“Rhys, all finished?” I ask as he stands up in the bath. I lift him out and wrap him in a grey cocoon, rubbing him up and down to dry him off. He is totally consumed in the towel, with the only visible body part being his big blue eyes poking out from the folds.
“Rhys pyjamas” I say, pointing to the clothes I have laid out on the landing. Each piece in the same sequence I always lay out for his clothes. A known routine he can independently follow. He smiles at me and ditching the towel he streaks across the landing and begins his ‘getting dressed’ sequence. As he finishes dressing himself, I re-adjust his trousers and we continue his bedtime routine.
“Rhys, Monkey Puzzle or Room on a Broom” I ask, holding up each book for choosing. “Room on a broom” chooses Rhys, and I start to read. As I tell the tale of the clumsy ginger haired witch, I pause at set intervals to see if Rhys will fill in any words.
“The witch had a cat and a very tall…” I look towards Rhys and let the silence consume the room. It takes a few seconds, but he responds in the desperation to fill the silence and continue the story by saying, “hat”. I smile and immediately continue with the next sentence.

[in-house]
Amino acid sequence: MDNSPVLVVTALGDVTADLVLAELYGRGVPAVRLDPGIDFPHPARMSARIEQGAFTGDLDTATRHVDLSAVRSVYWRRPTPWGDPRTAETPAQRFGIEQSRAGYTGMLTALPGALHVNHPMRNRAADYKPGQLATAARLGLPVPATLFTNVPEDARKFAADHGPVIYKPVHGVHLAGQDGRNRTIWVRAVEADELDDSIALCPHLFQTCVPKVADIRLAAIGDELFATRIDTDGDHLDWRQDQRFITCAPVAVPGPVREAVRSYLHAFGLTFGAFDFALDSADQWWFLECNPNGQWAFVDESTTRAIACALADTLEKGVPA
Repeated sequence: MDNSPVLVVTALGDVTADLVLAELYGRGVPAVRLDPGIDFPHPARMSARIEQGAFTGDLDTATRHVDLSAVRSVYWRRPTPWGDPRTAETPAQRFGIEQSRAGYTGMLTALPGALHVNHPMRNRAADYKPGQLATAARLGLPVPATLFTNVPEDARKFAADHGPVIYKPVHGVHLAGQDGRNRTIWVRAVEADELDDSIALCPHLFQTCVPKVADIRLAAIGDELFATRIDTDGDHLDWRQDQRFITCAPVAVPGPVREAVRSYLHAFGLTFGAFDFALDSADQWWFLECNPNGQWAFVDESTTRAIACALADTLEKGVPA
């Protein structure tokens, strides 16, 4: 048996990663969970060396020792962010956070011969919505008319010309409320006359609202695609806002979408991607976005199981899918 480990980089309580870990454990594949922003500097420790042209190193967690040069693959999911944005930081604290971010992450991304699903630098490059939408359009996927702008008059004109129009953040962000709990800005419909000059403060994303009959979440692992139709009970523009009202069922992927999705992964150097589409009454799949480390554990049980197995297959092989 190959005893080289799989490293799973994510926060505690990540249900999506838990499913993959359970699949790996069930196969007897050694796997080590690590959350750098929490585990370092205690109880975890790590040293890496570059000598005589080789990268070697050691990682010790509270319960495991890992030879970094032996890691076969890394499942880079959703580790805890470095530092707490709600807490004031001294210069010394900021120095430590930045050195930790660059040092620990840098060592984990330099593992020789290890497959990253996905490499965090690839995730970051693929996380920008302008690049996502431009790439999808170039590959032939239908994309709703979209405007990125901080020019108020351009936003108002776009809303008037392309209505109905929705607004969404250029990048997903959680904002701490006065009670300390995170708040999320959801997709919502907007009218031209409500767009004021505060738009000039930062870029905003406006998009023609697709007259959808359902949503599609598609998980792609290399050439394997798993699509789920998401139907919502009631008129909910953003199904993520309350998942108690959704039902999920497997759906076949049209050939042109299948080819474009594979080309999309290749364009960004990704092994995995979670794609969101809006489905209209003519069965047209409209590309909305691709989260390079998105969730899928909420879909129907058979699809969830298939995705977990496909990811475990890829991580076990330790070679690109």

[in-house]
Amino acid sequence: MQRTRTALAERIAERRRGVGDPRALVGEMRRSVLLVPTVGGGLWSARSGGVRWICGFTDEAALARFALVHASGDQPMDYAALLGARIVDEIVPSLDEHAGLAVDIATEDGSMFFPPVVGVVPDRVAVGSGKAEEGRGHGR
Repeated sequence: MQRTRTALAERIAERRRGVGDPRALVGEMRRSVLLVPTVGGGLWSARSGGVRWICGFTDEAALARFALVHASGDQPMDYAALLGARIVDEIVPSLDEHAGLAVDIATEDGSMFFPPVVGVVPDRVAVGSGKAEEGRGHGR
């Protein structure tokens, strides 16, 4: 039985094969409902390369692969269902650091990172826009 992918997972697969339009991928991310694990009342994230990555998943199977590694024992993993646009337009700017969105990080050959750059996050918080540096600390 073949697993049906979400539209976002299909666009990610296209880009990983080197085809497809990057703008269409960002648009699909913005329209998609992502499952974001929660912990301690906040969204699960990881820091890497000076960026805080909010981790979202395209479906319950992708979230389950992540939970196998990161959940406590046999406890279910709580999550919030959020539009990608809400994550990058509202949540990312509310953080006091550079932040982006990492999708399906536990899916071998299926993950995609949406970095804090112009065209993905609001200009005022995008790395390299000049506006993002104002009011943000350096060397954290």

Everything I have done this evening is a set routine. The words I have used, the sequences I have put in place, the strategies around choices and ending of activities, have all been done through months and years of hard work.
Four years ago, I was thrown into this unknown world. A world I did not understand, sitting alone with no support or direction, I struggled. I cried and fell into a sense of depression because I was lost and sent down a path I did not know how to live.
I talk about how I struggled because my son, Rhys, was happy. Although he didn’t engage, he was happy and content, locked in his world of excitement and fun. It was only when I tried to pull him out of his comfort zone and push and challenge him, that he met me with meltdowns.
But tonight I thought how my life has become normal. It is integrated with new ways of living and working together. Tonight I took a double take and thought about how my son is still not fully verbal and struggles with social norms and engagement. But I only thought about those things when I deviated from the norm. We have put in such hard work over a number of years, changing how we live and forming a new normal.
Don’t get me wrong, we have tough times and hard days, but so does every other family, whether they have autism in their lives or not.
Things take time. Changes take years. But every little change, every baby step towards a massive goal, means achievement and new successful ways of living
Set those goals. Find new ways of doing things. Ask for advice. Be creative. Every big achievement comes from those little wins.
You can do it.
Just take one day at a time. And before you know it, that big scary change in your life will become your new normal!